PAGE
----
OneDrive for Business entered the next stage of its evolution on Wednesday when Microsoft launched a series of updates that are aimed at improving its cloud storage and productivity service for businesses and other large organizations.
First and most importantly, the company launched its next-generation OneDrive for Business sync client Wednesday, which should bring increased speed and reliability to the experience of using Microsoft's enterprise cloud storage on a computer. It's also compatible with Windows 7, 8.1 and 10, along with Mac OS versions 10.9 and later. The latter is a major shift for OneDrive for Business, which previously only offered a sync client on Windows.
With the release of this sync client, OneDrive for Business is now using the same syncing code that powers the consumer version of OneDrive. It's supposed to be faster and more reliable, in addition to including new features like the ability to selectively sync only certain files and folders from Microsoft's cloud onto a local device.
That's good news in terms of the product's present capabilities along with its capacity for future updates, since improvements to Microsoft's consumer storage product can filter out to business users. Unfortunately, it also means that some organizations will have to hold off on deploying it, or use it alongside the existing old sync client -- both things that Microsoft supports at the moment.
That's because the new client doesn't support some of the features that are built into the old one, most notably syncing with SharePoint and OneDrive for Business at the same time.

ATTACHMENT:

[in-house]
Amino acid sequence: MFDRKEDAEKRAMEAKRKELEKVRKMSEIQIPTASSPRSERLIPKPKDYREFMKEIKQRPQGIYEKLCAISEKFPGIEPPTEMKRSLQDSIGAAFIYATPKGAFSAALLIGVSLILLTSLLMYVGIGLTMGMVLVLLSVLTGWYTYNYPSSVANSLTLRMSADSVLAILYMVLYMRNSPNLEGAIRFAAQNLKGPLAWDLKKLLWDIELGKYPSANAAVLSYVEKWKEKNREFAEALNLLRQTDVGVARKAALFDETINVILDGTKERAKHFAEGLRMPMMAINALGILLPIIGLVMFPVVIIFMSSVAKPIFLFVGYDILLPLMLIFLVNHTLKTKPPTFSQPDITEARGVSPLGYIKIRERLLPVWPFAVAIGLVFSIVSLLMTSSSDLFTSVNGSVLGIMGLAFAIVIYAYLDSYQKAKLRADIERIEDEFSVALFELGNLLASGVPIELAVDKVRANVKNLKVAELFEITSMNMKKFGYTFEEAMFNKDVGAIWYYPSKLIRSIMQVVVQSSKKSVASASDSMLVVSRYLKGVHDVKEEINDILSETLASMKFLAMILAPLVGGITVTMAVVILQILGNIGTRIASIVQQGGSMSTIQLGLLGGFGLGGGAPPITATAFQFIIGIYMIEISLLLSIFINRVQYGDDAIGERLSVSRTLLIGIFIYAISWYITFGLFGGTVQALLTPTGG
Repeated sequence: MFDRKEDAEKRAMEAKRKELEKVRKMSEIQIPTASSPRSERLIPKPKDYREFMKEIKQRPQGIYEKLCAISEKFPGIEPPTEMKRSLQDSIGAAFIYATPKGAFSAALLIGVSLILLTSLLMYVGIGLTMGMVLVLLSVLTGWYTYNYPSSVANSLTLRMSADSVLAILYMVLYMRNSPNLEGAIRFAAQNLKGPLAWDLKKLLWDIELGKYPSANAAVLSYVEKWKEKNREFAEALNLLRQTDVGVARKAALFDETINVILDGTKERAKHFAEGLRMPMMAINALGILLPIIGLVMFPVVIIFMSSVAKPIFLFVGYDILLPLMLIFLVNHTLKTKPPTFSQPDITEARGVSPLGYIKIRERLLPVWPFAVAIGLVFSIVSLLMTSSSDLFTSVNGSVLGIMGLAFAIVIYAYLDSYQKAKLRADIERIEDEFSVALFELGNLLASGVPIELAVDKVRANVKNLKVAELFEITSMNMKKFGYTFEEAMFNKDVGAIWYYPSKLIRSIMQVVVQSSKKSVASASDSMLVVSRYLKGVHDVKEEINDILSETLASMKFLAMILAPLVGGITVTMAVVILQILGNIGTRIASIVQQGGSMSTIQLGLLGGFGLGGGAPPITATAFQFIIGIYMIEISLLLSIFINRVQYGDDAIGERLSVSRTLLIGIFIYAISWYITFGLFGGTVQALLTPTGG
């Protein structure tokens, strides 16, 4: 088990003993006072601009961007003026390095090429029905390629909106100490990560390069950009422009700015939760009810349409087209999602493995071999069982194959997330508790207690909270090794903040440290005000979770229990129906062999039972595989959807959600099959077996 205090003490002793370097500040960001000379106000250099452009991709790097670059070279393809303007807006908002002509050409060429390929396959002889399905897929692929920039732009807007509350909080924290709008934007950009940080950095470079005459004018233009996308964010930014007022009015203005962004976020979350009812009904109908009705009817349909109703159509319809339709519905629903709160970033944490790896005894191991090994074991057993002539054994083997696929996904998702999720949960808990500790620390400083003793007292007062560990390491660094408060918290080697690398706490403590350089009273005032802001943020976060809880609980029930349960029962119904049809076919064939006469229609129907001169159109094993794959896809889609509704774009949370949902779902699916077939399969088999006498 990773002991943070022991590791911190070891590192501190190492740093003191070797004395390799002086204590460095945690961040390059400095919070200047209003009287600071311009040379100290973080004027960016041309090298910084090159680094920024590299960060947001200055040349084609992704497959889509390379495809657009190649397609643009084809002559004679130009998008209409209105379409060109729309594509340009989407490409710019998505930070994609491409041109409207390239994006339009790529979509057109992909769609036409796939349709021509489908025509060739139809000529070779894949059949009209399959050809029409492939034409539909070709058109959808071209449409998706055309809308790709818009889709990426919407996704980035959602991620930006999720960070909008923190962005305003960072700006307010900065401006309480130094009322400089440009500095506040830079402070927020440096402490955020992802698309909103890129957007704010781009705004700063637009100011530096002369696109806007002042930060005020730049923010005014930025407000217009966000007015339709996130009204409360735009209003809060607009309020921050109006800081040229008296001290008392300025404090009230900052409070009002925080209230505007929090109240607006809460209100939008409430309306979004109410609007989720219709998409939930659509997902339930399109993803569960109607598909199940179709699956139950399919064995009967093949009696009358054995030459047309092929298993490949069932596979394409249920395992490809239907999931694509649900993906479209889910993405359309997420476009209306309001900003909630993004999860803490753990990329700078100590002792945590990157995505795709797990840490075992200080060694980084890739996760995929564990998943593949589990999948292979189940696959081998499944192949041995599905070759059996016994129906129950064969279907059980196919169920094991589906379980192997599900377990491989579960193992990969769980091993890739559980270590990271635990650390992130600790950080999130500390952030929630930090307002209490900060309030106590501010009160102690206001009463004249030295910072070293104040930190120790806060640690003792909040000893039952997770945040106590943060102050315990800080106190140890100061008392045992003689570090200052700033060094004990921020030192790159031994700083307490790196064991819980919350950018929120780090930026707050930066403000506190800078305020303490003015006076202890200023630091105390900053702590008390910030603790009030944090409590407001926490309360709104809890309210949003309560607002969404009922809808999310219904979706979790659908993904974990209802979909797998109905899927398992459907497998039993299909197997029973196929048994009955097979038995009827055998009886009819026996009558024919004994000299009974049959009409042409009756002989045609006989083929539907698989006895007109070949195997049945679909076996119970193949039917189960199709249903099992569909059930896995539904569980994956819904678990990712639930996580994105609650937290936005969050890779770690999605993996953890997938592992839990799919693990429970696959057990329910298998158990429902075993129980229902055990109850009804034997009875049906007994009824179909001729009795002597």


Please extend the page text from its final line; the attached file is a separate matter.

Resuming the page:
In addition, people who want to use OneDrive for Business to enable real-time collaboration on documents in the Word 2016 client app will have to open any document they collaborate on in either the applications File > Open menu or through the OneDrive for Business web interface. Double-clicking on a file from OneDrive for Business inside the Windows File Explorer won't allow users to work on it with other people in real time.
People who use Microsoft's iOS apps also have some new features to look forward to. OneDrive for iOS will support offline storage by the end of this year for use with both Microsoft's consumer and business storage services, following the company's launch of that feature on Android earlier in 2015.
Office Lens for iOS users will now be able to save scanned files directly to OneDrive for Business from inside the app, with that capability coming to Android and Windows 10 Mobile in the first quarter of 2016.
Finally, developers also got some love with the new OneDrive for Business API. It allows third-party apps to programmatically get access to OneDrive for Business files and do things like import files into the service, or export them out of it.
The product improvements are a spot of good news for users, coming on the same day that Microsoft revealed that it would only offer unlimited cloud file storage to organizations with a premium Office 365 subscription -- reneging on a promise it made last year.
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